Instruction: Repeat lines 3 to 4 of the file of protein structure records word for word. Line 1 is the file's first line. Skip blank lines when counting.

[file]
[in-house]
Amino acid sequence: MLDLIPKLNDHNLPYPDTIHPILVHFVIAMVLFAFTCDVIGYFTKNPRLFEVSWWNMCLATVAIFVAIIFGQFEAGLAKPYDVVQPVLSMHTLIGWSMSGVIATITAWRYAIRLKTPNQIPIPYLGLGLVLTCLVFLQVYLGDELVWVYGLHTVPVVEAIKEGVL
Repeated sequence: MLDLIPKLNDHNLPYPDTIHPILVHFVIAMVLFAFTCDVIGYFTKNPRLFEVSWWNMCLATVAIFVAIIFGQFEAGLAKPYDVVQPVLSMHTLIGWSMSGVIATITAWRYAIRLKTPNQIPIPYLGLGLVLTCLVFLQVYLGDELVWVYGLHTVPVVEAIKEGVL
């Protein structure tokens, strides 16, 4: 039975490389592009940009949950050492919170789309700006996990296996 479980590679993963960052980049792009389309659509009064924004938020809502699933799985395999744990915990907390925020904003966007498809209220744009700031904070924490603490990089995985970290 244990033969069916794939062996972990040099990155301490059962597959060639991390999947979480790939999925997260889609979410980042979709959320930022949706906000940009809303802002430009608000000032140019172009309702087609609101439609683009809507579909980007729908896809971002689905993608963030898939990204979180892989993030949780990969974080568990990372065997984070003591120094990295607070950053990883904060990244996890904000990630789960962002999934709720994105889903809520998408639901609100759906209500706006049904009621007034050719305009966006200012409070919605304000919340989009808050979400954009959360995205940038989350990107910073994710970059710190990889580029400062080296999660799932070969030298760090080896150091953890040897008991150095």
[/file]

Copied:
Repeated sequence: MLDLIPKLNDHNLPYPDTIHPILVHFVIAMVLFAFTCDVIGYFTKNPRLFEVSWWNMCLATVAIFVAIIFGQFEAGLAKPYDVVQPVLSMHTLIGWSMSGVIATITAWRYAIRLKTPNQIPIPYLGLGLVLTCLVFLQVYLGDELVWVYGLHTVPVVEAIKEGVL
């Protein structure tokens, strides 16, 4: 039975490389592009940009949950050492919170789309700006996990296996 479980590679993963960052980049792009389309659509009064924004938020809502699933799985395999744990915990907390925020904003966007498809209220744009700031904070924490603490990089995985970290 244990033969069916794939062996972990040099990155301490059962597959060639991390999947979480790939999925997260889609979410980042979709959320930022949706906000940009809303802002430009608000000032140019172009309702087609609101439609683009809507579909980007729908896809971002689905993608963030898939990204979180892989993030949780990969974080568990990372065997984070003591120094990295607070950053990883904060990244996890904000990630789960962002999934709720994105889903809520998408639901609100759906209500706006049904009621007034050719305009966006200012409070919605304000919340989009808050979400954009959360995205940038989350990107910073994710970059710190990889580029400062080296999660799932070969030298760090080896150091953890040897008991150095």